Waterlogged parts of the central U.S. were bracing Wednesday for more rain, following days of severe storms that have battered Iowa, Kansas, Missouri and Oklahoma and caused at least three deaths.

Officials were urging residents of Webbers Falls, Oklahoma, some 70 miles (113 kilometers) southeast of Tulsa, to leave their homes as the Arkansas River approached near-historic levels in the town of about 600 people. The National Weather Service has issued flood warnings in the northeastern corner of Oklahoma through the weekend. More than 8 inches (20 centimeters) of rain has fallen since Sunday in parts of Oklahoma after an already rainy spring.

“The biggest concern is more rain. I mean, there’s more rain in the forecast for Tulsa, for northern Oklahoma,” Oklahoma Gov. Kevin Stitt said during a news conference following an aerial tour with Tulsa Mayor G.W. Bynum and other officials Wednesday morning.

Flooding in Kingfisher, Okla. is pictured Tuesday, May 21, 2019. Flooding following heavy rains was an issue across the state. (AP Photo/Sue Ogrocki)
Flooding in Kingfisher, Okla. is pictured Tuesday, May 21, 2019. Flooding following heavy rains was an issue across the state. (AP Photo/Sue Ogrocki)

The deluge inundated roadways, closing highways in 17 Kansas counties, along with more than 330 Missouri roads. Amtrak also suspended train service Wednesday and Thursday along a route between St. Louis and Kansas City because of congestion and flood-related delays.

Forecasters say parts of Oklahoma, Missouri and Kansas could see more severe weather Wednesday night into Thursday, the latest in a multi-day stretch of storms that have produced dozens of tornadoes.

Bynum said Tulsa is so far safe from the rising Arkansas River, which the National Weather Service said was at 34.5 feet (10.5 meters), or 6.5 feet (2 meters) above flood stage, as of Wednesday morning. The river was expected to rise to 40 feet (12 meters) by Thursday morning.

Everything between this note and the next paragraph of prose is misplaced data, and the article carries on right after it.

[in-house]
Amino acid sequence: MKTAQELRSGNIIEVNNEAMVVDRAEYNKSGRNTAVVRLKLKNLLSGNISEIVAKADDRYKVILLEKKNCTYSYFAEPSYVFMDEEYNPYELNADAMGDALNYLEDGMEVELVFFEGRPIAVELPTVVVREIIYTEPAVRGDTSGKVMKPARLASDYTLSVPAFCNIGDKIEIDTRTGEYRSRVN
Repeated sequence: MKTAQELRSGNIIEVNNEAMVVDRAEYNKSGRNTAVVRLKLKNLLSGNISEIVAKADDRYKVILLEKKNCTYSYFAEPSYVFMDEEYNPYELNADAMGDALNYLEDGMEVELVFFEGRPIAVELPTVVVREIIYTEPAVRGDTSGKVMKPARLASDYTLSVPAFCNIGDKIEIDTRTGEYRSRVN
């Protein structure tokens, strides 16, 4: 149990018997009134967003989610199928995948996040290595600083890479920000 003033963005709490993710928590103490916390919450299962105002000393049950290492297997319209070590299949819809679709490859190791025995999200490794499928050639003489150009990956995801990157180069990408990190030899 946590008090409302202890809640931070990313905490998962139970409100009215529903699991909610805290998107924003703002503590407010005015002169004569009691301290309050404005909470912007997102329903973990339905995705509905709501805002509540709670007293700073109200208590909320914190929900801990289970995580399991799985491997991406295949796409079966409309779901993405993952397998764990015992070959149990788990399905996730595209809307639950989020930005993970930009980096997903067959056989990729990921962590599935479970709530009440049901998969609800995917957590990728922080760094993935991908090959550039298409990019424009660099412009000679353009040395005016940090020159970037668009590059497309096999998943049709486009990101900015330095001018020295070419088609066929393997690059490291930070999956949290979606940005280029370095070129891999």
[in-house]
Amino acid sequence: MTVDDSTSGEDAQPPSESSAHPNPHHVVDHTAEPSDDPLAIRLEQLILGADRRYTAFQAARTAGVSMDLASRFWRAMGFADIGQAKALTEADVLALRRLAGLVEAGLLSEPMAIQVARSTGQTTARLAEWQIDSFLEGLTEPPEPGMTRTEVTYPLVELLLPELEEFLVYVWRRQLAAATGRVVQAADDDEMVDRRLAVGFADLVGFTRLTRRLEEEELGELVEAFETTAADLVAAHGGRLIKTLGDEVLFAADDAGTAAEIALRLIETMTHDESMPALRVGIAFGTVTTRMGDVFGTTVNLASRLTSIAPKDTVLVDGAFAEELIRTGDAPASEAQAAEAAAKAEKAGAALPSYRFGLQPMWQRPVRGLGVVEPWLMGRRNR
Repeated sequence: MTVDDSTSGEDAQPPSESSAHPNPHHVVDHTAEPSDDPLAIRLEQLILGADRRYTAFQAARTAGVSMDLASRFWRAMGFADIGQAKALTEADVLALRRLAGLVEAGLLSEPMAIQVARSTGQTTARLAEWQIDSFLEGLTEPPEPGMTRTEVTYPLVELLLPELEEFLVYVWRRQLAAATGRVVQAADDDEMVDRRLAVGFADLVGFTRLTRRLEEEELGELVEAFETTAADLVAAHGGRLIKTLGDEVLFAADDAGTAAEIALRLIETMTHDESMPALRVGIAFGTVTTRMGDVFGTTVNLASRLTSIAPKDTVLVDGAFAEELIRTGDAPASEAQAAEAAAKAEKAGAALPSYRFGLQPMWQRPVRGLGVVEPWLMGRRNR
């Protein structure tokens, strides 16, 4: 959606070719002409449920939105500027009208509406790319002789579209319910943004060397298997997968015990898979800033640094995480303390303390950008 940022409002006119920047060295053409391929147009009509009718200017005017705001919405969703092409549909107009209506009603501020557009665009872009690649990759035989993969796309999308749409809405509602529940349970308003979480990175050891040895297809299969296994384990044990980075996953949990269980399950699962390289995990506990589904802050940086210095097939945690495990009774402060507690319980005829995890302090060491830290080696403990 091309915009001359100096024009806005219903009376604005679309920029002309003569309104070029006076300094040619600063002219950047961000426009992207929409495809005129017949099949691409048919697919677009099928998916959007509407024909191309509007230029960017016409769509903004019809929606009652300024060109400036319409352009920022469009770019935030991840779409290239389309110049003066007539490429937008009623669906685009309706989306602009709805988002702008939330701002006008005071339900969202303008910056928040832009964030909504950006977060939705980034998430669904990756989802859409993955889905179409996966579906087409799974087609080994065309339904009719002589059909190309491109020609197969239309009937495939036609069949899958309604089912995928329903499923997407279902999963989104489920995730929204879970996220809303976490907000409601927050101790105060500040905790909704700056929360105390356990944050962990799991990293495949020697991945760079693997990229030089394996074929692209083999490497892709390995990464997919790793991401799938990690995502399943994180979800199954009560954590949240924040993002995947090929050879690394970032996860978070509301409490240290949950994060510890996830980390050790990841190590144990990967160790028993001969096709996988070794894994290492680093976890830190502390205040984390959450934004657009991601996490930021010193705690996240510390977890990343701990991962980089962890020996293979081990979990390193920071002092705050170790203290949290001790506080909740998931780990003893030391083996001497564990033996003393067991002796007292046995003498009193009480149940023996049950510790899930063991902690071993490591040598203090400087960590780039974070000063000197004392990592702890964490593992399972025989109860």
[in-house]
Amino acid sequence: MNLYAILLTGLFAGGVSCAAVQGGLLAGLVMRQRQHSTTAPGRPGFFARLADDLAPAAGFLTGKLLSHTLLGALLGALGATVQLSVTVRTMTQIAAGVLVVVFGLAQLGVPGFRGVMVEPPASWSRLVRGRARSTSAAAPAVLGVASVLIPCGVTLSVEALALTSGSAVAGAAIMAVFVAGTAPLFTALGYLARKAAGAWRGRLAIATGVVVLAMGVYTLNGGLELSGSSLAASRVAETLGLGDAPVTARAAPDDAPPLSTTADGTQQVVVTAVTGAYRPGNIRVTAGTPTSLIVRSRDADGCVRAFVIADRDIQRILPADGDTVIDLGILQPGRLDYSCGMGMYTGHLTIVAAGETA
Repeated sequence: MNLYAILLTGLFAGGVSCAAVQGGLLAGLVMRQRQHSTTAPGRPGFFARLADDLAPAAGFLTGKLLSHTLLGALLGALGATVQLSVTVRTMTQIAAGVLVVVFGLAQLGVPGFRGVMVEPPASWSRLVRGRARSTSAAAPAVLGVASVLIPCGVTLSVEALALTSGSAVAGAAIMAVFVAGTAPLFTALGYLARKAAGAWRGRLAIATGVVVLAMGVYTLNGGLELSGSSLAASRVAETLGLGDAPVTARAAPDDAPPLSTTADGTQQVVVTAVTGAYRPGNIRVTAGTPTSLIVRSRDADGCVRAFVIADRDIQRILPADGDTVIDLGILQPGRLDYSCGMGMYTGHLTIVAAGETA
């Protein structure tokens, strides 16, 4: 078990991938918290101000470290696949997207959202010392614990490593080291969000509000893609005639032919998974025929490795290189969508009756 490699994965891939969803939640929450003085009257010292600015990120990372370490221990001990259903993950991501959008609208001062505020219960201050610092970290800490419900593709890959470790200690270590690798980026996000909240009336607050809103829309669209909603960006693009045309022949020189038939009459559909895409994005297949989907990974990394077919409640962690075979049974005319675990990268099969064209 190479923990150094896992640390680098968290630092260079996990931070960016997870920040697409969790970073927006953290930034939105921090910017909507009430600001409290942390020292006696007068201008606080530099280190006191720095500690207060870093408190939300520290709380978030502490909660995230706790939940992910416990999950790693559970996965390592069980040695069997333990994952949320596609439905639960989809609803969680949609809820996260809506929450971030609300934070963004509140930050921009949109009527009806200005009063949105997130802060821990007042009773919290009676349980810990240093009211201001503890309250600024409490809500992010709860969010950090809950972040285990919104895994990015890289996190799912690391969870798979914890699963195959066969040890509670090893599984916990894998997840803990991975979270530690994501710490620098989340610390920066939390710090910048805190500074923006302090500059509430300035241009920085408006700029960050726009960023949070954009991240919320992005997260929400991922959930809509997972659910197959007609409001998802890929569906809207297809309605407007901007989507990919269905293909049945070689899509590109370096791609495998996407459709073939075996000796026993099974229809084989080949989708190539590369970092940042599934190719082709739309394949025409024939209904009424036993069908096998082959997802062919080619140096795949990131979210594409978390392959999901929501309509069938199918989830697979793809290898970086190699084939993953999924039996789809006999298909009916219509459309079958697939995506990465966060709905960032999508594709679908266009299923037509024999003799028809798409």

This Tuesday, May 21, 2019 photo released by Missouri State Highway Patrol shows the storm damage from a suspected tornado in Wright County at the Town and Country Supermarket in Hartville, Mo. Forecasters say parts of Oklahoma, Missouri and Kansas could see more severe weather Wednesday. (Missouri State Highway Patrol via AP)
This Tuesday, May 21, 2019 photo released by Missouri State Highway Patrol shows the storm damage from a suspected tornado in Wright County at the Town and Country Supermarket in Hartville, Mo. Forecasters say parts of Oklahoma, Missouri and Kansas could see more severe weather Wednesday. (Missouri State Highway Patrol via AP)

“The levee system is working the way it’s supposed to right now. The river park is serving as a buffer along the river corridor,” Bynum said.

Deaths from the storms include a 74-year-old woman found early Wednesday morning in Iowa. Officials there say she was killed by a possible tornado that damaged a farmstead in Adair County. Missouri authorities said heavy rain was a contributing factor in the deaths of two people in a traffic accident Tuesday near Springfield.

A fourth weather-related death may have occurred in Oklahoma, where the Highway Patrol said an unidentified woman apparently drowned after driving around a barricade Tuesday into high water near Perkins, about 45 miles (72 kilometers) northeast of Oklahoma City, and was swept off the highway. The unidentified woman’s body was sent to the state medical examiner’s office to confirm the cause of death. Oklahoma Department of Emergency Management spokeswoman Keli Cain said she isn’t yet listed as what would be the state’s first storm-related death.